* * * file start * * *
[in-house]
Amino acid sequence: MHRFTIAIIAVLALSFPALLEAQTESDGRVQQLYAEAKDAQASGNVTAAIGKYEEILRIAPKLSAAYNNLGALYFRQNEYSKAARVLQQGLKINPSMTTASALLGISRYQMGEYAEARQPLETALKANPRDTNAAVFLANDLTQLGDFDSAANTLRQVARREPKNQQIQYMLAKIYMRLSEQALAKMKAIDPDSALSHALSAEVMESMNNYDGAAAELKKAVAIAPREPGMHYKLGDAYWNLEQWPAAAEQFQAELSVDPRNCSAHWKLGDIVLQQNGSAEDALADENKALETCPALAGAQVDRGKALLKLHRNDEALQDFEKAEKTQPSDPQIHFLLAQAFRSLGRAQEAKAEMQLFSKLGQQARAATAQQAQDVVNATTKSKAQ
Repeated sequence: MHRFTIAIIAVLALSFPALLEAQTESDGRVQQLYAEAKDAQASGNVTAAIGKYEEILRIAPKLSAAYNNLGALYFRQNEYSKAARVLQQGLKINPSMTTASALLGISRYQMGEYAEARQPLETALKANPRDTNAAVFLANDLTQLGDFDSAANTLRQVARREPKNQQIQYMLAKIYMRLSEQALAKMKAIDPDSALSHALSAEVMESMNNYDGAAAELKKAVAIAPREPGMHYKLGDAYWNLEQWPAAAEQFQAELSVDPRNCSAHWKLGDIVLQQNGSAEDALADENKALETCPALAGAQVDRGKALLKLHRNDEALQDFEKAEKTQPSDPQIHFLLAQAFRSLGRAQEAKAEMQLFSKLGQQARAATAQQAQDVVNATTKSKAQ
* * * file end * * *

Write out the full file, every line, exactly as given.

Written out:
[in-house]
Amino acid sequence: MHRFTIAIIAVLALSFPALLEAQTESDGRVQQLYAEAKDAQASGNVTAAIGKYEEILRIAPKLSAAYNNLGALYFRQNEYSKAARVLQQGLKINPSMTTASALLGISRYQMGEYAEARQPLETALKANPRDTNAAVFLANDLTQLGDFDSAANTLRQVARREPKNQQIQYMLAKIYMRLSEQALAKMKAIDPDSALSHALSAEVMESMNNYDGAAAELKKAVAIAPREPGMHYKLGDAYWNLEQWPAAAEQFQAELSVDPRNCSAHWKLGDIVLQQNGSAEDALADENKALETCPALAGAQVDRGKALLKLHRNDEALQDFEKAEKTQPSDPQIHFLLAQAFRSLGRAQEAKAEMQLFSKLGQQARAATAQQAQDVVNATTKSKAQ
Repeated sequence: MHRFTIAIIAVLALSFPALLEAQTESDGRVQQLYAEAKDAQASGNVTAAIGKYEEILRIAPKLSAAYNNLGALYFRQNEYSKAARVLQQGLKINPSMTTASALLGISRYQMGEYAEARQPLETALKANPRDTNAAVFLANDLTQLGDFDSAANTLRQVARREPKNQQIQYMLAKIYMRLSEQALAKMKAIDPDSALSHALSAEVMESMNNYDGAAAELKKAVAIAPREPGMHYKLGDAYWNLEQWPAAAEQFQAELSVDPRNCSAHWKLGDIVLQQNGSAEDALADENKALETCPALAGAQVDRGKALLKLHRNDEALQDFEKAEKTQPSDPQIHFLLAQAFRSLGRAQEAKAEMQLFSKLGQQARAATAQQAQDVVNATTKSKAQ